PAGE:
Princes, Leadership, and Willing Servants
Text: Luke 22:24-30
by Bob Young

Last Sunday, one of our elders shared with us the goal of identifying additional leaders in this church. Raises an important question: Who is a leader? What does a leader look like? Then we must observe also that we are seeking effective leaders.
Leadership is an important subject. Despite fact that word has not be in English language long (not much over a century), leadership as a concept has a long history. The Bible has much to say. Our culture writes numerous books each year about leadership.
Important that we answer with full awareness: tradition (history), biblical text, culture. This week I have struggled with what to say, how to say it. Be biblical, be brief, be helpful in today's world.

Scripture Reading: Luke 22:24-30

Also a dispute arose among them as to which of them was considered to be greatest. Jesus said to them, "The kinds of the Gentiles lord it over them; and those who exercise authority over them call themselves Benefactors. But you are not to be like that. Instead, the greatest among you should be like the youngest, and the one who rules like the one who serves. For who is greater, the one who is at the table or the one who serves? Its it not the one who is at the table? But I am among you as one who serves. You are those who have stood by me in my trials. And I confer on you a kingdom, just as my Father conferred one on me, so that you may eat and drink at my table in my kingdom and sit on thrones, judging the twelve tribes of Israel.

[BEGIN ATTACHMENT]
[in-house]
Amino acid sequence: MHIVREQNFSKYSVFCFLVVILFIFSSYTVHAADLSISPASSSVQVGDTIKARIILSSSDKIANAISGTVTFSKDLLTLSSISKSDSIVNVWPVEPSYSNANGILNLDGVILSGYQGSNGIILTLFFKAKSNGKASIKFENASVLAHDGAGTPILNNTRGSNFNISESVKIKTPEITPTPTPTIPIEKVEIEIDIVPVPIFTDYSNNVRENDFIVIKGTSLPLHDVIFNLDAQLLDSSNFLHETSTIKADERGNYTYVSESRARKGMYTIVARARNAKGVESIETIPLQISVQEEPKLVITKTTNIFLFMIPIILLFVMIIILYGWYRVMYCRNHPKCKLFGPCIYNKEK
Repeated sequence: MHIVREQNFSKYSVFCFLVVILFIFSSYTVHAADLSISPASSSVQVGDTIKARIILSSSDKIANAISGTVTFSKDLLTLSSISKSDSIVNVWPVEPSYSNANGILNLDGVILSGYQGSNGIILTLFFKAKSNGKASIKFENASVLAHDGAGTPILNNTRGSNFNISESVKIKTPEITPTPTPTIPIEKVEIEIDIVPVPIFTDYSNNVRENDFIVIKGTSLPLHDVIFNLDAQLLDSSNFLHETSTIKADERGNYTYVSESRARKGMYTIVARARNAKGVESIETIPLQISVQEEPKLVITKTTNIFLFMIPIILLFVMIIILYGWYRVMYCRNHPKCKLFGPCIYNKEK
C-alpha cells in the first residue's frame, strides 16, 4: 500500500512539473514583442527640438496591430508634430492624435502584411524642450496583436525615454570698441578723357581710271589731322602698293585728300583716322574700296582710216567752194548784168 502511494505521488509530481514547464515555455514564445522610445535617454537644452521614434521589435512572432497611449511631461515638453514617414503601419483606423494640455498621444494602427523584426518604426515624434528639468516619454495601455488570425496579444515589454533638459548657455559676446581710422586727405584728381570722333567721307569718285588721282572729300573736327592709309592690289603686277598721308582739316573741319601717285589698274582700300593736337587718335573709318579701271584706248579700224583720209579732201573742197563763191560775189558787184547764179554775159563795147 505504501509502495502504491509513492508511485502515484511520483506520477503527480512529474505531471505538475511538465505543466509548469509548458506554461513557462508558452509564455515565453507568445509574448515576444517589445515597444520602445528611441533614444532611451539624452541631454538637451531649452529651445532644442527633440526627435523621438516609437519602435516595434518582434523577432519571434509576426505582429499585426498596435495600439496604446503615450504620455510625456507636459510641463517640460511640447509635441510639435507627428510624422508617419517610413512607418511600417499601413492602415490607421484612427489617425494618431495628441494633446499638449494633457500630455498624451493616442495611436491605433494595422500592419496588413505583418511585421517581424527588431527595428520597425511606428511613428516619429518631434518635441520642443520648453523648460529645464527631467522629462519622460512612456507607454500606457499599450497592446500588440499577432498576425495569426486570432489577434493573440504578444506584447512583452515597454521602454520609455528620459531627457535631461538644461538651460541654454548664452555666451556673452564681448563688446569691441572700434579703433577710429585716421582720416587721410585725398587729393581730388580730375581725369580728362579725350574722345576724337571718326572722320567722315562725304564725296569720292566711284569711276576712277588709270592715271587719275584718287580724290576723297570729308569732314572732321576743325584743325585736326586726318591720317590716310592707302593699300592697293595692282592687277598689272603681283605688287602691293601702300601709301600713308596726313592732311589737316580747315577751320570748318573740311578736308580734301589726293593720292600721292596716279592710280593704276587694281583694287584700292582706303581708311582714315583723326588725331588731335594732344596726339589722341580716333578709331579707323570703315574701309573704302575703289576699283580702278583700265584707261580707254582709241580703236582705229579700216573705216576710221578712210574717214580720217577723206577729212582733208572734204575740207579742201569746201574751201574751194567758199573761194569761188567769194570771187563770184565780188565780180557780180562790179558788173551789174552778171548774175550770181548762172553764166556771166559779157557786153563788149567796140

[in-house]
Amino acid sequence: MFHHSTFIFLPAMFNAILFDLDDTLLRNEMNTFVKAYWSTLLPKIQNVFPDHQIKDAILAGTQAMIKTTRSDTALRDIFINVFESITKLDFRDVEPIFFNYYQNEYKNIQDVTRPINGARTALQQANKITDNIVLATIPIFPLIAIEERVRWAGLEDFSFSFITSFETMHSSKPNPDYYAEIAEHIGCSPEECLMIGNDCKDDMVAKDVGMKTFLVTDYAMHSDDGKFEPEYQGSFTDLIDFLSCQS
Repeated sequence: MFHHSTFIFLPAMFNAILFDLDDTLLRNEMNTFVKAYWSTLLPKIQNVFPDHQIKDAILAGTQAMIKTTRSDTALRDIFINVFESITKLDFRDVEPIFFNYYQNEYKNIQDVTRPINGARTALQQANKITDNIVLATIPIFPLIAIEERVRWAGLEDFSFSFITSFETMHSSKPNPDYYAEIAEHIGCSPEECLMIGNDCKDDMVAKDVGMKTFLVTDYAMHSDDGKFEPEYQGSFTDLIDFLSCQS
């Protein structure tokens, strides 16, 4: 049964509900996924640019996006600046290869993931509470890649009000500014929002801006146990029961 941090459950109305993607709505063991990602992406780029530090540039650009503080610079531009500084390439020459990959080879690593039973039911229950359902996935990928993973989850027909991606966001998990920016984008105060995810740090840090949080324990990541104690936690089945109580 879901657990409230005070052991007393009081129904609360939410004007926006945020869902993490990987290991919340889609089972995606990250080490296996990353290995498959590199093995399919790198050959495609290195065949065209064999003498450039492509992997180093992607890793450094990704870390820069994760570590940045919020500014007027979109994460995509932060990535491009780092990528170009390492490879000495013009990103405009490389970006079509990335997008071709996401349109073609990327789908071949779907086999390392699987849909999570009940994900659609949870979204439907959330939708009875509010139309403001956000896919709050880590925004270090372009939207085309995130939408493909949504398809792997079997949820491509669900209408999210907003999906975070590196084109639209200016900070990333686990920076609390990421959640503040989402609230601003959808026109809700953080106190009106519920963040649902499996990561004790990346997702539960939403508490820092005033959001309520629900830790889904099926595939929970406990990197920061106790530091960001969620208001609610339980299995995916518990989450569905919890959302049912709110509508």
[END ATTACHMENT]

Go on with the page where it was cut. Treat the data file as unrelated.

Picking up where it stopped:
Companion Scripture Readings:
In addition to the reading from the gospels, we share two other readings, one from the OT and one from the NT: Judges 5:1-9; 1 Peter 5:1-4.

The Importance of Effective Leaders
Leaders are always present. The question is not, "Are there any leaders?" but, "Is the leadership good or bad, effective or ineffective?" In some sense, leadership is culturally defined and derived. Leadership may be positional (recognized authority, delegated), based on skills or competence, relational, knowledge-based, increased by personality or personal charisma.
What do leaders do? What is the biblical model? Who are spiritual leaders? Consider these questions. Leadership is important because of what it brings to the group. Leaders provide examples, direction, mentoring, modeling, spiritual guidance, teaching. Leaders hold us accountable, provide directions that encourage unity, guard and protect the church, answer critics, and shepherd. Regarding elders, they are feeders, shepherds, pastors, elders, decision makers, overseers, overlookers, coordinators, organizers. They represent Christ's authority. they are undershepherds to the Chief Shepherd.
Leaders are important because they establish the atmosphere in a church. 1 Chr. 12:32, leaders know what to do. Consider the example of David's mighty men, what a tribute to leadership. Think of churches you have known. What are the problems, obstacles, strengths, weaknesses, etc.? The answer is often in the leadership. Realistically the problem is not only the preacher, but the entire leadership. The preacher may contribute to the problem or to solutions to the problem, but the problem is seldom exclusively the preacher.